Cadmium yellows and arsenic sulfides

Degradation of chrome yellow pigments

Cadmium sulphide exists in two crystalline and one amorphous form. The hexagonal form (-CdS) is found in nature as the mineral greenockite while the cubic form (ß-CdS) is called hawleyite; greenockite is frequently used as yellow pigment in modern paints. Manufacturers started to make intense use of this pigment from the moment cadmium became commercially available as a base material (around the 1840’s). This popularity was mainly due to the pigment’s high tinting and covering power, bright yellow colour, wide applicability (artists’ paint, metallurgy, ceramics, medical use, etc.) and suitability for mass production. In addition, at the beginning of the 20th century, CdS was thought to be highly stable in oil paint and water colours, which was not the case for chrome yellow, the only bright yellow alternative available for painting at that time. Consequently, prominent 19th-20th century painters such as Claude Monet, Vincent Van Gogh and Pablo Picasso frequently employed CdS, as was amply documented by earlier analytical research. Yet, in spite of its excellent reputation with regards to permanency, fading of the yellow colour of CdS and loss of adhesion of the oil paint has been reported. The different experiments performed in this context at ID21 aimed i) at understanding the composition of fragments from historical paintings (by Matisse, Van Gogh, Ensor), in particular the original pigment and its synthesis side products as well as degradation products and ii) performing similar studies on model paints aged in controled conditions.

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Monico, L., Chieli, A., De Meyer, S., Cotte, M., de Nolf, W., Falkenberg, G., ... & Miliani, C. "Role of relative humidity and Cd/Zn stoichiometry in the photo‐oxidation process of cadmium yellows (CdS/Cd1‐xZnxS) in oil paintings". Chemistry–A European Journal (2018), in press.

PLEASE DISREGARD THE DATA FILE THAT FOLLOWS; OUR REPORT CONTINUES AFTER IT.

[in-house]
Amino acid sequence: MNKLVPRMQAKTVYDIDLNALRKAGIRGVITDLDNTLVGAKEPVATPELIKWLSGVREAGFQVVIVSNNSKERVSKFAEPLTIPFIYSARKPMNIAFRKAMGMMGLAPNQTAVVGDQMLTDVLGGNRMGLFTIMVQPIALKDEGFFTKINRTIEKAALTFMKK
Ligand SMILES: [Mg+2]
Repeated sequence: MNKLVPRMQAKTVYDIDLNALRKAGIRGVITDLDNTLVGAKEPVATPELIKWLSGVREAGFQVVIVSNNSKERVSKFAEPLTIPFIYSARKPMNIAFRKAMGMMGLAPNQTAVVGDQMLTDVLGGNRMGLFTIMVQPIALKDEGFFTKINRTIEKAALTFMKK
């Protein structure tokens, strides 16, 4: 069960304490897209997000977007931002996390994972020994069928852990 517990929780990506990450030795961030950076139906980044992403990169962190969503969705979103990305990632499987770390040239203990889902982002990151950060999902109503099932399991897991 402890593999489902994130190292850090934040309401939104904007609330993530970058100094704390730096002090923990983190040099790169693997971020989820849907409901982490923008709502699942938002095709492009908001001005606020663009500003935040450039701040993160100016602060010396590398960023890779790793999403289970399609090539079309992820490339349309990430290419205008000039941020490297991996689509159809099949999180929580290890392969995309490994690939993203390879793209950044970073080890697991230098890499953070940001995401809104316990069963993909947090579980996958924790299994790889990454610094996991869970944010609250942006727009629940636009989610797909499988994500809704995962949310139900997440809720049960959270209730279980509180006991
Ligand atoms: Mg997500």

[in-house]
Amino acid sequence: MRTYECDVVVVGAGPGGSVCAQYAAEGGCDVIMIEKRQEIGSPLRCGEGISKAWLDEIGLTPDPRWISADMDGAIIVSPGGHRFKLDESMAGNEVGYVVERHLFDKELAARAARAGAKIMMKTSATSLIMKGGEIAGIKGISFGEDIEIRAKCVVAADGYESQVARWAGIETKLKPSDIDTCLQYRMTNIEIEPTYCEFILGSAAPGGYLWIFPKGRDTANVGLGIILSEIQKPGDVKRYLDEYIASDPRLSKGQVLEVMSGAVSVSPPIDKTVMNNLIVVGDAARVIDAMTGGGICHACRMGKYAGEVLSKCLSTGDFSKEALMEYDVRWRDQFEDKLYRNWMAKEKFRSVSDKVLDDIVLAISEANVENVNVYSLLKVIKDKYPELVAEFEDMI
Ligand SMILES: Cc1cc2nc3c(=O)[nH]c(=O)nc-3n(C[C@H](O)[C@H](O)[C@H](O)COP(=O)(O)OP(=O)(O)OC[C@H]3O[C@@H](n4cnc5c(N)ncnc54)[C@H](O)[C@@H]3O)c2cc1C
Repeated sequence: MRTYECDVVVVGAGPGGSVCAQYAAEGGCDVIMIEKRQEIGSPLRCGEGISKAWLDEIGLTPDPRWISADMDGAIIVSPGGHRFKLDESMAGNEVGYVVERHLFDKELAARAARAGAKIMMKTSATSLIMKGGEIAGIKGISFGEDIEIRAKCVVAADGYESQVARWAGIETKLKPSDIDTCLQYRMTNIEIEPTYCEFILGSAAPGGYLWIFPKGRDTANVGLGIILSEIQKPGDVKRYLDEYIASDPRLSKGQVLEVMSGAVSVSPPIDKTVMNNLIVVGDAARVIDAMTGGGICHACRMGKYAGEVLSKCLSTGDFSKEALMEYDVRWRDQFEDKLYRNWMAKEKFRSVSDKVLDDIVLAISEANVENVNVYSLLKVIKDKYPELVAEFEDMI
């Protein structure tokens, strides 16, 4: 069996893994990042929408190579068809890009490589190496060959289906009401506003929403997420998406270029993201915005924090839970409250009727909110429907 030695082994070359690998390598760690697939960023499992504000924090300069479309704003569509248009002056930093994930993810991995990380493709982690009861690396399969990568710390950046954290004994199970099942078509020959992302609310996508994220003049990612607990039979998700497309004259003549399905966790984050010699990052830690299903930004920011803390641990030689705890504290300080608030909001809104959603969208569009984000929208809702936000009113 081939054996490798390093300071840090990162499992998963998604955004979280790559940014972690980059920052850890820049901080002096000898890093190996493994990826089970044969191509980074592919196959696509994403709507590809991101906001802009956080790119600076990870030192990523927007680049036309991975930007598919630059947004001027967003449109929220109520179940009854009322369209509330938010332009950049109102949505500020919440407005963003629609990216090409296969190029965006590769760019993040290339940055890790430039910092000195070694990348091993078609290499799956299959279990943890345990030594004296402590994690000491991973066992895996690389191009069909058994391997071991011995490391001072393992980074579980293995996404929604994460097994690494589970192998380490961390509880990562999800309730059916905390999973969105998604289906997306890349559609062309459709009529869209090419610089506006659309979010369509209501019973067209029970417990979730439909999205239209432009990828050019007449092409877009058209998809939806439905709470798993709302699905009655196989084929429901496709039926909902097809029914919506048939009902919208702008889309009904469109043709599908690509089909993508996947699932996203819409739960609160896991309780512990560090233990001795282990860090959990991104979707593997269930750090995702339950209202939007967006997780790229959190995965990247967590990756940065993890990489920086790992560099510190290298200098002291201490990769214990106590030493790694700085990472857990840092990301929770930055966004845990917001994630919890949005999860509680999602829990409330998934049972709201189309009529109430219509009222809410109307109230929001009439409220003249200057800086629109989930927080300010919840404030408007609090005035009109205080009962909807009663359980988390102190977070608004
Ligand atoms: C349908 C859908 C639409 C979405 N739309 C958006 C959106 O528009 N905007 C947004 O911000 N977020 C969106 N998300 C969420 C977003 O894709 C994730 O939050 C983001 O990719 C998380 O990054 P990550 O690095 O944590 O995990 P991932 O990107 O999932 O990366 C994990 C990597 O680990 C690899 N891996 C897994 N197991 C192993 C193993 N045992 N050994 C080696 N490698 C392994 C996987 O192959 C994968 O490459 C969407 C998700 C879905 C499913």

Cadmium yellows (CdYs) refer to a family of cadmium sulfide pigments which have been widely used by artists since the late 19th c. Despite being considered stable, they are suffering from discoloration in iconic paintings, such as Joy of Life by Matisse, Flowers in a blue vase by Van Gogh and the Scream by Munch, most likely due to the formation of CdSO₄·nH₂O. Questions about what the factors driving the CdYs degradation are and how they affect the overall process are still open. Here, we study a series of oil mock‐up paints made of CdYs of different stoichiometry (CdS/Cd₀.₇₆Zn₀.₂₄S) and crystalline structure (hexagonal/cubic) before and after aging at variable relative humidity under exposure to light and in darkness. Synchrotron‐based X‐ray methods combined with UV‐Visible and FTIR spectroscopies show that: (i) Cd₀.₇₆Zn₀.₂₄S is more susceptible to photo‐oxidation than CdS; both compounds can act as photocatalysts for the oil oxidation. (ii) The photo‐oxidation of CdS/Cd₀.₇₆Zn₀.₂₄S to CdSO₄·nH₂O is triggered by moisture. (iii) The nature of alteration products depends on the aging conditions and Cd/Zn stoichiometry. Based on our findings, we propose a scheme for the mechanism of the photocorrosion process and photocatalytic activity of CdY pigments in the oil binder. Overall, our results form a reliable basis for understanding the degradation of CdS‐based paints of artworks and contribute towards developing better ways of preserving them for future generations.

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E. Pouyet, M. Cotte, B. Fayard, M. Salomé, F. Meirer, A. Mehta, E. S. Uffelman, A. Hull, F. Vanmeert, J. Kieffer, M. Burghammer, K. Janssens, F. Sette and J. Mass, "2D X-ray and FTIR micro-analysis of the degradation of cadmium yellow pigment in paintings of Henri Matisse", Applied Physics A, 121, 967 (2015).